Application available here.
2) ODE is seeking Cultural Stipend Internship Program (CSIP) interns.
The 2018-19 Cultural Stipend Internship Program (CSIP) Awardees complete and present their cultural humility related projects to clinic sites, Health Equity Initiatives (HEI), and community groups. CSIP awardees spend the academic year participating in one of nine HEIs and coordinating a year-long project, in addition to their regular duties as clinical interns.
CSIP provides a stipend of $5,000 awarded annually to up to 20 interns. Awardees are selected based on their expressed interest in and commitment to cultural awareness and social justice in both community and clinical settings; personal identification with marginalized communities; and/ or lived experience with behavioral health conditions. Priority is given to bilingual and/ or bi-cultural applicants whose cultural background and experience is similar to underserved communities in San Mateo County. Once selected, awardees are then matched with an HEI and tasked with conducting a project that helps BHRS becomes more culturally sensitive on a systemic level, and more accessible to marginalized communities.
Application available here.
To learn more about the Office of Diversity and Equity, visit our website at http://www.smchealth.org/bhrs/ode
For other job and internship opportunities with ODE visit https://www.smchealth.org/pod/job-internship-opportunities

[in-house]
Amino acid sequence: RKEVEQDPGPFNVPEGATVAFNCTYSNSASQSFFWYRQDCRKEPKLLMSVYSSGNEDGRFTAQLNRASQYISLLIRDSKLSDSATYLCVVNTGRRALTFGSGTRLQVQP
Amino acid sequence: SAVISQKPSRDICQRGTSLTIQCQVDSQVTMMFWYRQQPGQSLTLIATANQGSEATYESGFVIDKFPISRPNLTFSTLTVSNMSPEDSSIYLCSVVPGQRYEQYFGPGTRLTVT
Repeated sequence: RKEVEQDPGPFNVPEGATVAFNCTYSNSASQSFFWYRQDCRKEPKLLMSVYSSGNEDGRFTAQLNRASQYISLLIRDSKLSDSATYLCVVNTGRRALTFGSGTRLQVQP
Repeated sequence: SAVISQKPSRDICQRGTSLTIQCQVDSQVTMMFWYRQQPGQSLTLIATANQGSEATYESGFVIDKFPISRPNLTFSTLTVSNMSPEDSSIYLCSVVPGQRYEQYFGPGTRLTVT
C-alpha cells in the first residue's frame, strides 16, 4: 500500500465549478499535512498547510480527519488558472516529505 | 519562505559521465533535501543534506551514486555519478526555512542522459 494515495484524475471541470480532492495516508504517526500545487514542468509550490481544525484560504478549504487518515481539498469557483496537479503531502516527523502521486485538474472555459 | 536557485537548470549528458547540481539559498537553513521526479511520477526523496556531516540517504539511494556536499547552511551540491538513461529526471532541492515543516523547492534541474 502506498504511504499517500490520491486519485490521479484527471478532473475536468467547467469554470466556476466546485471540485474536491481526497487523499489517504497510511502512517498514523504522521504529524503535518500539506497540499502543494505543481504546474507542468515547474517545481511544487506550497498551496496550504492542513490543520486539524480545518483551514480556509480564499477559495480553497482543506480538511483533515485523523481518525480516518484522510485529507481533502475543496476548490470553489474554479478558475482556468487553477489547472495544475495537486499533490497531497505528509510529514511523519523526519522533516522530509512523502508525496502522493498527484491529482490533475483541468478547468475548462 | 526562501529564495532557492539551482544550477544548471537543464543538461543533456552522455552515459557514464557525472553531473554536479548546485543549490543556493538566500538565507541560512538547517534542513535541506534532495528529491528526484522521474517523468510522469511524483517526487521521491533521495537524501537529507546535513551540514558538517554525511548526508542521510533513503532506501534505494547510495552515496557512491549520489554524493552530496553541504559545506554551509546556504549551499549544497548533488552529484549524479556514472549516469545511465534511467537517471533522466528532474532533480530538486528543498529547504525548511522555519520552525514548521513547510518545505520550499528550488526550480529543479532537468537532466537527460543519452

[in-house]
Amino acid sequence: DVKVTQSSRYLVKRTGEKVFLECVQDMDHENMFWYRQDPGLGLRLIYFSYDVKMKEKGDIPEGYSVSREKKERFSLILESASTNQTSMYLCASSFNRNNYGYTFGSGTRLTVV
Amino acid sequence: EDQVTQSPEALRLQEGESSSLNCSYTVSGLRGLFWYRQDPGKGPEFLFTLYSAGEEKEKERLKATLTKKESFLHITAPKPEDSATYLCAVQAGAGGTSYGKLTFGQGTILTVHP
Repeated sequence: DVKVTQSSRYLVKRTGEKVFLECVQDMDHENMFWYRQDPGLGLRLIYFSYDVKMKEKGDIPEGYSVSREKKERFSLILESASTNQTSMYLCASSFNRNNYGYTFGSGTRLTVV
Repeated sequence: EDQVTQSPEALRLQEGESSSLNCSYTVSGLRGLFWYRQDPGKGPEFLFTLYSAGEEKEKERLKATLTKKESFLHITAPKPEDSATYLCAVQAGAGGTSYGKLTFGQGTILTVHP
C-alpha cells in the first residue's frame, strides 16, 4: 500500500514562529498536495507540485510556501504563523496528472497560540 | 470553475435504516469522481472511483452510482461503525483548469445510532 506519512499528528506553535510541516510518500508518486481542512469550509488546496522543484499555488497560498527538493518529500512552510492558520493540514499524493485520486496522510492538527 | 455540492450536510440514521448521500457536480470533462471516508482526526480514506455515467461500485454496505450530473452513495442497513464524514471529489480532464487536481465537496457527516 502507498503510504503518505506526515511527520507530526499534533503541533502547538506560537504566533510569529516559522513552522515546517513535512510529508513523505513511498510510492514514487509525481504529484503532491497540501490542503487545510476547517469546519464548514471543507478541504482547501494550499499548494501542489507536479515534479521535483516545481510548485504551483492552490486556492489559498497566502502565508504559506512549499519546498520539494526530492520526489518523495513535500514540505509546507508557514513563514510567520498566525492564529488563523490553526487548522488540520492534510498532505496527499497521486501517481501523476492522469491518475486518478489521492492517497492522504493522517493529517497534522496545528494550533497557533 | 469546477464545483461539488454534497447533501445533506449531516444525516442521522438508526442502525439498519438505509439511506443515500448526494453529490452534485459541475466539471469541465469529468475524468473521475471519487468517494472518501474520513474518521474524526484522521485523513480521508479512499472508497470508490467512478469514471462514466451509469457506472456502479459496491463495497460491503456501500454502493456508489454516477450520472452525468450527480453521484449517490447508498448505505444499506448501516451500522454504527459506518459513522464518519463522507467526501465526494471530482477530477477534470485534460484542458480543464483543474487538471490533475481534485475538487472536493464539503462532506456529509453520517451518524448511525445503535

For the first time in San Mateo County (SMC) history, Board of Supervisors proclaimed May 10 as Asian American, Native Hawaiian, and Pacific Islander (AANHPI) Mental Health Day. San Mateo County has joined the State of California, City and County of San Francisco and City of Austin in proclaiming this significant day. You can download the official proclamation language.
The purpose of AANHPI Mental Health Day is to raise awareness about the challenges and resilience of the AANHPI community, especially around issues of mental health and substance use. AANHPI individuals make up 30.5% of the San Mateo County population. Despite being a large portion of the County, AANHPI communities have the lowest utilization rates of behavioral health services compared to other ethnic groups. These low utilization rates are attributed to various barriers, including cultural stigma, limited behavioral health literacy and lack of multilingual service providers who can speak with clients in their preferred languages. Historically, the SMC AANHPI community has lived in silos with very few events that recognize the collective AANHPI community in San Mateo County. AANHPI Mental Health Day is also meant to break down the silos and build bridges for our AANHPI community to work together towards wellness.
Before officially receiving the proclamation, Nicole Moreland, marriage family therapist trainee, presented an introduction on the behavioral health issues in the AANHPI community. Health Equity Initiative Co-Chairs Sylvia Tang, Stephanie Balon and DannyBoy Naha-Veevalu further introduced the Chinese Health Initiative, Filipino Mental Health Initiative and Pacific Islander Initiative. The presentation concluded with a panel who shared their lived experience facing mental health or substance use issues as members of the AANHPI community. The lived experience speakers were Ning Recio, Ken Jew and Sue Vuna.